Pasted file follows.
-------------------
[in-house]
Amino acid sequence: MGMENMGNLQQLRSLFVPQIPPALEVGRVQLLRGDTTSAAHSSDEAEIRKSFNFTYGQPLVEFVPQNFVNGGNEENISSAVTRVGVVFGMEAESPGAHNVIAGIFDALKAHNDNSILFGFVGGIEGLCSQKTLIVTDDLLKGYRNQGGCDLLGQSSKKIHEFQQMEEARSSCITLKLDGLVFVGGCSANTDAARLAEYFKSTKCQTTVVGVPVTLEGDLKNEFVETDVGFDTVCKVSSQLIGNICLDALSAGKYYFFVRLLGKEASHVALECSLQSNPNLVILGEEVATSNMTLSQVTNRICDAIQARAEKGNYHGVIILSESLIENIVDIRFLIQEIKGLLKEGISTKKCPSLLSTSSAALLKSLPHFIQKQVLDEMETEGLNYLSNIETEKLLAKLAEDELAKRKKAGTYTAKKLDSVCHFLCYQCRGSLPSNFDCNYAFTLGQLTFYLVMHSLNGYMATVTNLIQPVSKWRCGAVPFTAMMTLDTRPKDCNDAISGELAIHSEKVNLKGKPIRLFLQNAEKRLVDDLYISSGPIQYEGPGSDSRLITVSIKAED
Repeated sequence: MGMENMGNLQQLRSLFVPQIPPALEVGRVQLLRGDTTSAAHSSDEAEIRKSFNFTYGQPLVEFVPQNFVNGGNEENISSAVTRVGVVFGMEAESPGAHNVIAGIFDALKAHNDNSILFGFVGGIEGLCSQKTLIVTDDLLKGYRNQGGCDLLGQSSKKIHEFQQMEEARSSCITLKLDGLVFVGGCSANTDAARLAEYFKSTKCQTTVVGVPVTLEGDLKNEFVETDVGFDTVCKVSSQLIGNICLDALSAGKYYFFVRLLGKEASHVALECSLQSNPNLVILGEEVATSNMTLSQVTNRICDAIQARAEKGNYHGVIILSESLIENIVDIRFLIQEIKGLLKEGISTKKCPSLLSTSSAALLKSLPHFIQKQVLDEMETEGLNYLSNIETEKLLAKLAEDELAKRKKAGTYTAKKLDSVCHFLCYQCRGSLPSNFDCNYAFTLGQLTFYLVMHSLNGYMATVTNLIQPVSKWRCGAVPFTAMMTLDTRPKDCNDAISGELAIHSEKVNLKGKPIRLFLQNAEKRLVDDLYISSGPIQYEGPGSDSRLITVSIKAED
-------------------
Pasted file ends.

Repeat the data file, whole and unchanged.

[in-house]
Amino acid sequence: MGMENMGNLQQLRSLFVPQIPPALEVGRVQLLRGDTTSAAHSSDEAEIRKSFNFTYGQPLVEFVPQNFVNGGNEENISSAVTRVGVVFGMEAESPGAHNVIAGIFDALKAHNDNSILFGFVGGIEGLCSQKTLIVTDDLLKGYRNQGGCDLLGQSSKKIHEFQQMEEARSSCITLKLDGLVFVGGCSANTDAARLAEYFKSTKCQTTVVGVPVTLEGDLKNEFVETDVGFDTVCKVSSQLIGNICLDALSAGKYYFFVRLLGKEASHVALECSLQSNPNLVILGEEVATSNMTLSQVTNRICDAIQARAEKGNYHGVIILSESLIENIVDIRFLIQEIKGLLKEGISTKKCPSLLSTSSAALLKSLPHFIQKQVLDEMETEGLNYLSNIETEKLLAKLAEDELAKRKKAGTYTAKKLDSVCHFLCYQCRGSLPSNFDCNYAFTLGQLTFYLVMHSLNGYMATVTNLIQPVSKWRCGAVPFTAMMTLDTRPKDCNDAISGELAIHSEKVNLKGKPIRLFLQNAEKRLVDDLYISSGPIQYEGPGSDSRLITVSIKAED
Repeated sequence: MGMENMGNLQQLRSLFVPQIPPALEVGRVQLLRGDTTSAAHSSDEAEIRKSFNFTYGQPLVEFVPQNFVNGGNEENISSAVTRVGVVFGMEAESPGAHNVIAGIFDALKAHNDNSILFGFVGGIEGLCSQKTLIVTDDLLKGYRNQGGCDLLGQSSKKIHEFQQMEEARSSCITLKLDGLVFVGGCSANTDAARLAEYFKSTKCQTTVVGVPVTLEGDLKNEFVETDVGFDTVCKVSSQLIGNICLDALSAGKYYFFVRLLGKEASHVALECSLQSNPNLVILGEEVATSNMTLSQVTNRICDAIQARAEKGNYHGVIILSESLIENIVDIRFLIQEIKGLLKEGISTKKCPSLLSTSSAALLKSLPHFIQKQVLDEMETEGLNYLSNIETEKLLAKLAEDELAKRKKAGTYTAKKLDSVCHFLCYQCRGSLPSNFDCNYAFTLGQLTFYLVMHSLNGYMATVTNLIQPVSKWRCGAVPFTAMMTLDTRPKDCNDAISGELAIHSEKVNLKGKPIRLFLQNAEKRLVDDLYISSGPIQYEGPGSDSRLITVSIKAED